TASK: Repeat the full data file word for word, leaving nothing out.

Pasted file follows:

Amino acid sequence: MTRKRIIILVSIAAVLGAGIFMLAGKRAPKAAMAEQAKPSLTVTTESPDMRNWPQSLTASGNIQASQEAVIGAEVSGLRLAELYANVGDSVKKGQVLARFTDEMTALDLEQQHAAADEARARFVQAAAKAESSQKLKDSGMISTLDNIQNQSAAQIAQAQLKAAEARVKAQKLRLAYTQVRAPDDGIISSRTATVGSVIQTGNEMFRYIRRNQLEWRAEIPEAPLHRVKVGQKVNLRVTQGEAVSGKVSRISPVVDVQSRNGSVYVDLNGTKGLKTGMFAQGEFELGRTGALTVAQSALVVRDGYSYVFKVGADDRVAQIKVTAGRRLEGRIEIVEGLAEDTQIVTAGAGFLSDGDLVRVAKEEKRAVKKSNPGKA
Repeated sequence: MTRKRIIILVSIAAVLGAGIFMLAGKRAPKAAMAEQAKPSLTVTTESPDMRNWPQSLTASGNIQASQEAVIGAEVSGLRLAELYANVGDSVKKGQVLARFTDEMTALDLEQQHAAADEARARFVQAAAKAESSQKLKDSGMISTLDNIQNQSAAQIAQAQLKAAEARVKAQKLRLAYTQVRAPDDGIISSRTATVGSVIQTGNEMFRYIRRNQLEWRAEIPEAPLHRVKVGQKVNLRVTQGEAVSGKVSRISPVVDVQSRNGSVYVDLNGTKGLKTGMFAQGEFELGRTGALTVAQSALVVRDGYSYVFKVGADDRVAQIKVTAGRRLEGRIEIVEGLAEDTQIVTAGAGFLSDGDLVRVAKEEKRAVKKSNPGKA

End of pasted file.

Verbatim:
Amino acid sequence: MTRKRIIILVSIAAVLGAGIFMLAGKRAPKAAMAEQAKPSLTVTTESPDMRNWPQSLTASGNIQASQEAVIGAEVSGLRLAELYANVGDSVKKGQVLARFTDEMTALDLEQQHAAADEARARFVQAAAKAESSQKLKDSGMISTLDNIQNQSAAQIAQAQLKAAEARVKAQKLRLAYTQVRAPDDGIISSRTATVGSVIQTGNEMFRYIRRNQLEWRAEIPEAPLHRVKVGQKVNLRVTQGEAVSGKVSRISPVVDVQSRNGSVYVDLNGTKGLKTGMFAQGEFELGRTGALTVAQSALVVRDGYSYVFKVGADDRVAQIKVTAGRRLEGRIEIVEGLAEDTQIVTAGAGFLSDGDLVRVAKEEKRAVKKSNPGKA
Repeated sequence: MTRKRIIILVSIAAVLGAGIFMLAGKRAPKAAMAEQAKPSLTVTTESPDMRNWPQSLTASGNIQASQEAVIGAEVSGLRLAELYANVGDSVKKGQVLARFTDEMTALDLEQQHAAADEARARFVQAAAKAESSQKLKDSGMISTLDNIQNQSAAQIAQAQLKAAEARVKAQKLRLAYTQVRAPDDGIISSRTATVGSVIQTGNEMFRYIRRNQLEWRAEIPEAPLHRVKVGQKVNLRVTQGEAVSGKVSRISPVVDVQSRNGSVYVDLNGTKGLKTGMFAQGEFELGRTGALTVAQSALVVRDGYSYVFKVGADDRVAQIKVTAGRRLEGRIEIVEGLAEDTQIVTAGAGFLSDGDLVRVAKEEKRAVKKSNPGKA